In the early 2000s, traumatic brain injury became the signature wound of the wars in Iraq and Afghanistan.
Awareness of and advocacy for returning soldiers with TBI grew among both health care providers and the public. In the same way, the COVID-19 pandemic is bringing awareness to post-intensive care syndrome.
PICS was not a well-known term, particularly in community-based health care settings and certainly not in the public, prior to the COVID-19 pandemic. PICS was first described by the Society of Critical Care Medicine in 2012 as “new or worsening impairments in physical, cognitive or mental health status arising after critical illness and persisting beyond acute care hospitalization.”
As a board-certified neurologic clinical specialist with nearly 20 years’ experience in brain injury rehabilitation, I was introduced to PICS approximately four years ago by a former supervisor and mentor who asked me to represent our outpatient rehabilitation programs in the development of a PICS follow-up clinic.
I quickly learned about the needs that people with the syndrome may have and the value that rehabilitation professionals could provide in these patients' recovery from critical illness. With upwards of 4 million people surviving critical illness each year, this is a growing population of people who can benefit from rehabilitation services who may not be properly identified as having PICS.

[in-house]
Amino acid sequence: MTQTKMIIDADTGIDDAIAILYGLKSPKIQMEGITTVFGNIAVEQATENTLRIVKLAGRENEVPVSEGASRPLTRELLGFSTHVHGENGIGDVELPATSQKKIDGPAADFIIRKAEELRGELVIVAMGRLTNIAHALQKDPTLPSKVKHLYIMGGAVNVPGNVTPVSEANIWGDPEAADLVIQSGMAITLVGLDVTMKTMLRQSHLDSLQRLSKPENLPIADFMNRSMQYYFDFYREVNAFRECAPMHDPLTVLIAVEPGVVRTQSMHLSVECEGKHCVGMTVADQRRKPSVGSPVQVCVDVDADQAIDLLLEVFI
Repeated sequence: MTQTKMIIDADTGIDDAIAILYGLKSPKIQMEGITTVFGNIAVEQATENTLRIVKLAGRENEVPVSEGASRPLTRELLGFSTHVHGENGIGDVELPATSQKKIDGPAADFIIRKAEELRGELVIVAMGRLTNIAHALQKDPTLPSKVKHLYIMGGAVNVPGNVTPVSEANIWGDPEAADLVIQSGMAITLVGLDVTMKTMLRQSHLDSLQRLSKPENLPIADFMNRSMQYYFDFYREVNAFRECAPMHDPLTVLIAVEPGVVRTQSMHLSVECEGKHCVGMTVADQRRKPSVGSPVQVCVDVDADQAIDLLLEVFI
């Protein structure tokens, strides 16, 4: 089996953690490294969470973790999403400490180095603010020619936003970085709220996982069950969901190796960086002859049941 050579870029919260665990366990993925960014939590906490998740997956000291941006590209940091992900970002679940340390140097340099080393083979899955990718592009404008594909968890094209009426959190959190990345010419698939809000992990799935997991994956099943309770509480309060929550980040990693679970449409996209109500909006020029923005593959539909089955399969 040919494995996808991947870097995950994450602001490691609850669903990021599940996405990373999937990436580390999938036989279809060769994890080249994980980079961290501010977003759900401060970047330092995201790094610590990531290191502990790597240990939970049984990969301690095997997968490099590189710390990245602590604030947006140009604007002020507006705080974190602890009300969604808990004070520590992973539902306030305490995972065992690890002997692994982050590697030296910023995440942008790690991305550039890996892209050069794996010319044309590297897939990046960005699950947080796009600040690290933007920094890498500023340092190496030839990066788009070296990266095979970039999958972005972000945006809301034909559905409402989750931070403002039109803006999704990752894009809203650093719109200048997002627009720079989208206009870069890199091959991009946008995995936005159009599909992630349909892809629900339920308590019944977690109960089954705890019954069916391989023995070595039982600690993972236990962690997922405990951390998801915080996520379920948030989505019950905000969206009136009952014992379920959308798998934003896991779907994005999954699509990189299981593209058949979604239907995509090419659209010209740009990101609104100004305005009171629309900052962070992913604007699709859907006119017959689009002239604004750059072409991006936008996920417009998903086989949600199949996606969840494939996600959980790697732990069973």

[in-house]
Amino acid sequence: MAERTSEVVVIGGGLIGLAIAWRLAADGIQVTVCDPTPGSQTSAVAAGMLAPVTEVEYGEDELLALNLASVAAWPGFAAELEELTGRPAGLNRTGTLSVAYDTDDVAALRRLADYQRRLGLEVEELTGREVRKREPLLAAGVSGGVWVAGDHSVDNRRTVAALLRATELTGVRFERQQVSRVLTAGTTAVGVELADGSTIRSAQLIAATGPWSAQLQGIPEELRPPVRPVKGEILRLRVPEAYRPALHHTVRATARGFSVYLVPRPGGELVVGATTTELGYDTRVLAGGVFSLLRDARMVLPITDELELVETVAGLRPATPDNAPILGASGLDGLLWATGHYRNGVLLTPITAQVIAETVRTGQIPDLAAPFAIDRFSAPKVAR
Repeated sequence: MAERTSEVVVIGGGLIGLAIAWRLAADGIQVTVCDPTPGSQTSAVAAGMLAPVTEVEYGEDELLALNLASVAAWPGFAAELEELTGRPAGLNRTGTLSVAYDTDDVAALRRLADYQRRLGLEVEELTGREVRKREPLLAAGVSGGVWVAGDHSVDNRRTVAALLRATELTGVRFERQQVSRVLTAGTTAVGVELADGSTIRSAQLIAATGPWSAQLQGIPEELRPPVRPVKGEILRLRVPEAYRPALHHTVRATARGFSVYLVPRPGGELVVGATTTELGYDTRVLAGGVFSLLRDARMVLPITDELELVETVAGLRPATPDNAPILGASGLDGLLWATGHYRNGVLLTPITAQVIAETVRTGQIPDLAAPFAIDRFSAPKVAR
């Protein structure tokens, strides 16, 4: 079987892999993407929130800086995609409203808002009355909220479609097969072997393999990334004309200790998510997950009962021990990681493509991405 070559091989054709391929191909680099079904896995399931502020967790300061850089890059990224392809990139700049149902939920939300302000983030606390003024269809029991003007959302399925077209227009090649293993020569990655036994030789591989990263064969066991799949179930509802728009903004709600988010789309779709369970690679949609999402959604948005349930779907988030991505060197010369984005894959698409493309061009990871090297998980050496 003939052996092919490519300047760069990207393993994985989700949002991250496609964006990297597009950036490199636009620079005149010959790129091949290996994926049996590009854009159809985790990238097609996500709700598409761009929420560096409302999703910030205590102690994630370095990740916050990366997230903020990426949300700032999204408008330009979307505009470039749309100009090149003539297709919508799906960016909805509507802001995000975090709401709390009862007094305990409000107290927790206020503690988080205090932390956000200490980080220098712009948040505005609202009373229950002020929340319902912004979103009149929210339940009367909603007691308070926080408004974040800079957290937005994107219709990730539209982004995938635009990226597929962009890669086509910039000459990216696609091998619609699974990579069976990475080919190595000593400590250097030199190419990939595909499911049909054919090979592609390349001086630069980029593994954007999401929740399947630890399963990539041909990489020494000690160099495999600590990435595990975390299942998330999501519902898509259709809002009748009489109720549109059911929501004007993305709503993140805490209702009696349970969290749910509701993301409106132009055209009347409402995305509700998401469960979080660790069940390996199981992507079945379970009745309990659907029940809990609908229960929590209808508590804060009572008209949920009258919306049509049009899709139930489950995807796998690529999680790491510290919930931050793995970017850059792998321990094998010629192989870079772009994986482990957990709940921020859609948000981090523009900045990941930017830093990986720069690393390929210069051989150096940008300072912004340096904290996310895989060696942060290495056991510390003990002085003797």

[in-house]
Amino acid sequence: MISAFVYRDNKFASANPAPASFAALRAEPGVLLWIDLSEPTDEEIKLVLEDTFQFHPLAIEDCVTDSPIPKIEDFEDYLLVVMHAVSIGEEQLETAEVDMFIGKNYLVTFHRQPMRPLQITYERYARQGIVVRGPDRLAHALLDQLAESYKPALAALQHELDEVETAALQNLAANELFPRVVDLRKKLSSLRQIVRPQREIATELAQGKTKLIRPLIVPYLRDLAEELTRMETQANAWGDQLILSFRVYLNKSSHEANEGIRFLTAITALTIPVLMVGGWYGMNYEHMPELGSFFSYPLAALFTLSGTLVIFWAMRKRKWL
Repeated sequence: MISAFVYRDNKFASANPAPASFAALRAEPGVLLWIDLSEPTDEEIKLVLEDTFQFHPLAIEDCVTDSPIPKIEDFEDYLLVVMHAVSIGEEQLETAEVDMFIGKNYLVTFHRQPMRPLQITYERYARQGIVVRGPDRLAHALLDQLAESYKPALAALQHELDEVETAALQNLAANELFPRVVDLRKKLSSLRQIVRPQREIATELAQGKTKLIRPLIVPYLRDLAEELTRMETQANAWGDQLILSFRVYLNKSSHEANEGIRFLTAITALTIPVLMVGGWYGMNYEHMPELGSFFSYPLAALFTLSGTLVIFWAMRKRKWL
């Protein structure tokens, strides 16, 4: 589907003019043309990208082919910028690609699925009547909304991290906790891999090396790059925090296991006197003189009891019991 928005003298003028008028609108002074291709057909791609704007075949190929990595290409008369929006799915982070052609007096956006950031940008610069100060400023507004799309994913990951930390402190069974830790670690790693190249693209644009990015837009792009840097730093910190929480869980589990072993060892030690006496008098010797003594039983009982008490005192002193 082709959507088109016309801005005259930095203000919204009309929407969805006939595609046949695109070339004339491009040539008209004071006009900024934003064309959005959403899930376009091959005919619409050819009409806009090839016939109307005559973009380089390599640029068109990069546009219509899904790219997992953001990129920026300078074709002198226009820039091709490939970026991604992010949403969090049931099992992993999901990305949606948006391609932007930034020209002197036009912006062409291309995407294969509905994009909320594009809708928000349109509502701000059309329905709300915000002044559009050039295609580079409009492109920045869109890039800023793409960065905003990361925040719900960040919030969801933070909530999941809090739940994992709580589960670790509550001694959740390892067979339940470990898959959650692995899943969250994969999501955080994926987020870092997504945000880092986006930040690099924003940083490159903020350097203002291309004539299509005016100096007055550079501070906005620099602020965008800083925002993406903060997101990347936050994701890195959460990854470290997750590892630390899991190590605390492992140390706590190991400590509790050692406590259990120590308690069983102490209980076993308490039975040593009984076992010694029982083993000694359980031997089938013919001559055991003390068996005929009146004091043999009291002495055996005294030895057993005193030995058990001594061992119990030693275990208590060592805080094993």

We do not yet understand the full impact that COVID-19 will have on these numbers of ICU survivors, nor do we have strong evidence that survivors of COVID-19 will be susceptible to PICS. However, with severe cases of COVID-19 resulting in conditions such as acute respiratory distress syndrome and sepsis that require significant time in an intensive care unit, potentially on a mechanical ventilator, the post-illness and post-ICU sequelae are becoming more apparent.
Physical therapists have an opportunity to advocate for our services in the postacute settings — not only for survivors of COVID-19, but for all survivors of critical illness who could benefit from physical therapy. We need to be prepared to both identify PICS in our patients and facilitate management of their care with an interprofessional team.